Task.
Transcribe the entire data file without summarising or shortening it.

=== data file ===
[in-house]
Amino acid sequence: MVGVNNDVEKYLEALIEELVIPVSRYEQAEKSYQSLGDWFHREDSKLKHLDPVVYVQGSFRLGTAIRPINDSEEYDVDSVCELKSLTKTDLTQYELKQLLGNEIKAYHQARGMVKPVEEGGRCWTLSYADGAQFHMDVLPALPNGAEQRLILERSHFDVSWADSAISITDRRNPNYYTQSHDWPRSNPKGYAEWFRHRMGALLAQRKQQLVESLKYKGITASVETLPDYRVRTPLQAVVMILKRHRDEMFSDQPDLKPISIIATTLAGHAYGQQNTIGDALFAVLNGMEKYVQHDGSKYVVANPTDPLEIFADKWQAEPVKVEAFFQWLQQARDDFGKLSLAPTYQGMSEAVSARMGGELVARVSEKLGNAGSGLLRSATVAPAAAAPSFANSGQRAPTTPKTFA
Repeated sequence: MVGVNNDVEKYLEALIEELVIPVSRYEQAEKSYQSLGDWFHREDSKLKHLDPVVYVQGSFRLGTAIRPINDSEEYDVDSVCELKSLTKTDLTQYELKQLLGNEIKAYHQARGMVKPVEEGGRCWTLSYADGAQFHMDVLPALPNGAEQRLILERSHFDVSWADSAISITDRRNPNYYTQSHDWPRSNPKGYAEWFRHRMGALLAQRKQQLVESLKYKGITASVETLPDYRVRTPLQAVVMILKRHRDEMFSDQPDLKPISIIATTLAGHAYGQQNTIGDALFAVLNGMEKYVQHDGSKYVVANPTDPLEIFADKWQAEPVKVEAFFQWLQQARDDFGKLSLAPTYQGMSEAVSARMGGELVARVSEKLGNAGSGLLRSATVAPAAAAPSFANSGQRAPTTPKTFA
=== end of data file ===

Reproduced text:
[in-house]
Amino acid sequence: MVGVNNDVEKYLEALIEELVIPVSRYEQAEKSYQSLGDWFHREDSKLKHLDPVVYVQGSFRLGTAIRPINDSEEYDVDSVCELKSLTKTDLTQYELKQLLGNEIKAYHQARGMVKPVEEGGRCWTLSYADGAQFHMDVLPALPNGAEQRLILERSHFDVSWADSAISITDRRNPNYYTQSHDWPRSNPKGYAEWFRHRMGALLAQRKQQLVESLKYKGITASVETLPDYRVRTPLQAVVMILKRHRDEMFSDQPDLKPISIIATTLAGHAYGQQNTIGDALFAVLNGMEKYVQHDGSKYVVANPTDPLEIFADKWQAEPVKVEAFFQWLQQARDDFGKLSLAPTYQGMSEAVSARMGGELVARVSEKLGNAGSGLLRSATVAPAAAAPSFANSGQRAPTTPKTFA
Repeated sequence: MVGVNNDVEKYLEALIEELVIPVSRYEQAEKSYQSLGDWFHREDSKLKHLDPVVYVQGSFRLGTAIRPINDSEEYDVDSVCELKSLTKTDLTQYELKQLLGNEIKAYHQARGMVKPVEEGGRCWTLSYADGAQFHMDVLPALPNGAEQRLILERSHFDVSWADSAISITDRRNPNYYTQSHDWPRSNPKGYAEWFRHRMGALLAQRKQQLVESLKYKGITASVETLPDYRVRTPLQAVVMILKRHRDEMFSDQPDLKPISIIATTLAGHAYGQQNTIGDALFAVLNGMEKYVQHDGSKYVVANPTDPLEIFADKWQAEPVKVEAFFQWLQQARDDFGKLSLAPTYQGMSEAVSARMGGELVARVSEKLGNAGSGLLRSATVAPAAAAPSFANSGQRAPTTPKTFA